I wasn’t expecting it, but I really liked Dark Embers. Although it is categorized as an erotic romance, I think it is far removed from the typical sketchy story about a sex-crazed couple. The plot, thank God, is actually existent, and even more impressive is the fact that it is actually fascinating. Unfortunately, the romance between the leads is extremely average, and thus the corresponding grade.
Dylan MacLeod is the king of the Dragonstar clan. He can only produce an heir with his destined mate, which presents a problem because he’s been searching for her for hundreds of years to no avail. His search is cut short when a lethal disease begins killing his clan members one by one, including his sister and her daughter. Onset of the mysterious disease is fast, the patient suffers excruciatingly, and so far there have been no survivors. Left with no other choice, Dylan is forced to go to the human world for help.
Phoebe Quillum is a renowned Harvard biochemist whose research grant has just been cut. When Dylan suddenly arrives in her lab, demanding that she go back to New Mexico with him immediately, she is not amused at his theatrics – but then he offers her 3 million dollars and she realizes she can’t say no. Once she begins studying the disease that is killing Dylan’s clan, she is not only fascinated by its nature, but by the clan leader himself. Something about Dylan calls to her, although she’s sworn never to trust men again. Dylan doesn’t quite get around to telling her what he really is, but she becomes more and more suspicious as time passes and she learns more about his people.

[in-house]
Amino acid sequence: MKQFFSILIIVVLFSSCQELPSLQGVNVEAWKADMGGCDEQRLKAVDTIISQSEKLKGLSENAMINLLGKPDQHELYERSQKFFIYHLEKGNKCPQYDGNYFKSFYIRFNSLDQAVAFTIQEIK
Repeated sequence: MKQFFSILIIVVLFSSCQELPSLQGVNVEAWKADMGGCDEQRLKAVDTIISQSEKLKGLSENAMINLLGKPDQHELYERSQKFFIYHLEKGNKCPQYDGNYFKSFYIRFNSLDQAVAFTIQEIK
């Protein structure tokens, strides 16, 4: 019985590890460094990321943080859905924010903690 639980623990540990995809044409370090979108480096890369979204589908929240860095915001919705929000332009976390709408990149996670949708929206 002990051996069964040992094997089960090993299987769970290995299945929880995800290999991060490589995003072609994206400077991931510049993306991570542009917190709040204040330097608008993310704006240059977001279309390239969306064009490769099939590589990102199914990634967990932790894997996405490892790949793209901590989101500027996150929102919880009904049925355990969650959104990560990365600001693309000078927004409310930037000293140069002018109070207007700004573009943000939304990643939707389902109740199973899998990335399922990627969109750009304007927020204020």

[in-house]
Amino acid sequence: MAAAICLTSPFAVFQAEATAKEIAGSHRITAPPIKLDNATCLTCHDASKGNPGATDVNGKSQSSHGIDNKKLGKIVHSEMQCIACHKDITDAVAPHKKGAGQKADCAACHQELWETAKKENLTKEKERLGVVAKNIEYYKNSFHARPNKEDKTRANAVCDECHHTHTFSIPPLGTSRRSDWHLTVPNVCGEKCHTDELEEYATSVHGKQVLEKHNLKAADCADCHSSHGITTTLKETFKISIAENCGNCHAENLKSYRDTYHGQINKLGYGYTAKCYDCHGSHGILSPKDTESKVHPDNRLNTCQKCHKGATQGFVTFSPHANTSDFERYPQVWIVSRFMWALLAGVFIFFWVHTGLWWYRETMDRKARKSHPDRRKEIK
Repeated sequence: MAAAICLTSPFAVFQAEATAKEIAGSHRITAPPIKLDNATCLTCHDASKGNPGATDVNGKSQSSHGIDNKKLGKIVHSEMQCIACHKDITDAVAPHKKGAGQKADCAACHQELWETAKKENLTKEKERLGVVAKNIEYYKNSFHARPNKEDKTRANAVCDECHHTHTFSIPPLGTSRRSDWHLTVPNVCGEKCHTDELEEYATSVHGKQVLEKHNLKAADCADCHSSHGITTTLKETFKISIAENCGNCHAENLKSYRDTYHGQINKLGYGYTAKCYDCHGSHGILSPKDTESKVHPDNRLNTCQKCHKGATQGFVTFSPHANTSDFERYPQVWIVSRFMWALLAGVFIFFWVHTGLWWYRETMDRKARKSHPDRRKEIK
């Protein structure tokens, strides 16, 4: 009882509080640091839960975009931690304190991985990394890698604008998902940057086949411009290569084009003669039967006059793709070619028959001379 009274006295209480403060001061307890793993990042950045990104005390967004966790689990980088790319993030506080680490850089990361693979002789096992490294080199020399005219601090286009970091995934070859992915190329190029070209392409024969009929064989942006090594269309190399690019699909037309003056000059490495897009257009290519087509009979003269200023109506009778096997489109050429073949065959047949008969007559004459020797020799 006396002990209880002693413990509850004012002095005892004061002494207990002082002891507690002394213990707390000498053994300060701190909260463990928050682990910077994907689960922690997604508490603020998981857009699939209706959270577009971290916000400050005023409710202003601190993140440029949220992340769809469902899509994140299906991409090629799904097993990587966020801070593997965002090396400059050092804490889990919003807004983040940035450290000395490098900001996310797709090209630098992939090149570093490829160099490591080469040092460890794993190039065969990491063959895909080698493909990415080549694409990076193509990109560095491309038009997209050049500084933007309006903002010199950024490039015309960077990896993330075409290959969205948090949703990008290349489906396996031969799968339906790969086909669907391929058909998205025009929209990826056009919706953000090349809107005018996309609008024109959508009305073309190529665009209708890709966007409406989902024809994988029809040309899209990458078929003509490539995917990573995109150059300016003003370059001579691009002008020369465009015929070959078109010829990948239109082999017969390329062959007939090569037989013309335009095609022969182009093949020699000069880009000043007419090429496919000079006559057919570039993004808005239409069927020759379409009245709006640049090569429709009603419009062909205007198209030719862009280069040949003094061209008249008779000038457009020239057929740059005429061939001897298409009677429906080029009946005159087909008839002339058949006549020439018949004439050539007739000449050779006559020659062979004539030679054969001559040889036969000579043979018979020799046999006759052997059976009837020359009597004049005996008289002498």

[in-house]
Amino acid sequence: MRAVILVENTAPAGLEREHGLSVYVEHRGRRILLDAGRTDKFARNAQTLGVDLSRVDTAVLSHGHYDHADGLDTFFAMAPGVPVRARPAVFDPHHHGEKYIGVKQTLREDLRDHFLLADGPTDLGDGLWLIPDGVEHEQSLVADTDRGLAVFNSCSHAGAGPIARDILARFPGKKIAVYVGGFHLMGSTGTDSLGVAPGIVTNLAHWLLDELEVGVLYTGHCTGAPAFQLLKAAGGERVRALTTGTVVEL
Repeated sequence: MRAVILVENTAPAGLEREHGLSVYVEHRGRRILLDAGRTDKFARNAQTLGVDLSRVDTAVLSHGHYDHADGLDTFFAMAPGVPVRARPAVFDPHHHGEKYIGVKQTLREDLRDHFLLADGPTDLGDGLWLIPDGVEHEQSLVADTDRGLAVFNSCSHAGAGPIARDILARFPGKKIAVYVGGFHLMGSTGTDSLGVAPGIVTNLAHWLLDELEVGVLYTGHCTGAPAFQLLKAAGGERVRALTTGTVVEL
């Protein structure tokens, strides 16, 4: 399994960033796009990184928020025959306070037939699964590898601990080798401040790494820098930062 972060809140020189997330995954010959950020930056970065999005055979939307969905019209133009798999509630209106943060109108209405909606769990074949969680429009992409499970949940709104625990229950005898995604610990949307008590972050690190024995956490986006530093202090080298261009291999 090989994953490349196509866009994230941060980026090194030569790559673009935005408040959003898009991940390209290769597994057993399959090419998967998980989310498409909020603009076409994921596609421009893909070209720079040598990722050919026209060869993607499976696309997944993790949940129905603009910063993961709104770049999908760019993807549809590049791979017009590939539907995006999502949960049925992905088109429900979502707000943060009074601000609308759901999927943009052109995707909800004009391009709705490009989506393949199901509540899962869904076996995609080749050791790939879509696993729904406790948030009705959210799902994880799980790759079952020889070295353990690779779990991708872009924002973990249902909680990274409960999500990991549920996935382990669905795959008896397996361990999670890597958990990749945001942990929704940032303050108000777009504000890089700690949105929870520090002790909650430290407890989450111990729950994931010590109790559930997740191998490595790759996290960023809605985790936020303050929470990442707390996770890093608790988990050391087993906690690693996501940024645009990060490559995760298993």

I enjoyed the plot immensely, mainly because it reminded me of The Hot Zone by Richard Preston, a true account of the Ebola virus that kept me awake for weeks afterwards. Of course, this story isn’t nearly as gruesome, but it has the same urgency and sense of fear fueling the characters. Romance-wise, I have to admit that I wasn’t really feeling it. I found most of the sex scenes a little boring and not very emotionally-connected, and enjoyed the scenes where they researched the disease much more.
Perhaps the bigger problem with the book is that it is way too short. Phoebe and Dylan’s relationship is on extreme fast forward. The end of the story only provides Phoebe and Dylan’s HEA, and not much about the disease – it is implied that soon the disease will finally be understood. A heck of a lot happens in the last twenty pages, which could have easily been stretched out into another chapter or four, and a villain also suddenly appears at the end, which felt really random.
Sensuality-wise, the story is technically Burning. Because the relationship develops so quickly and is heavily based on the instinctual “mate” thing, a lot of the sex scenes lacked the emotion I look for in a romance. Still, Dark Embers is a million times better than I thought it might be. It is fun, the plot is refreshingly solid (albeit rushed), and the dragon element gives the story a light paranormal touch.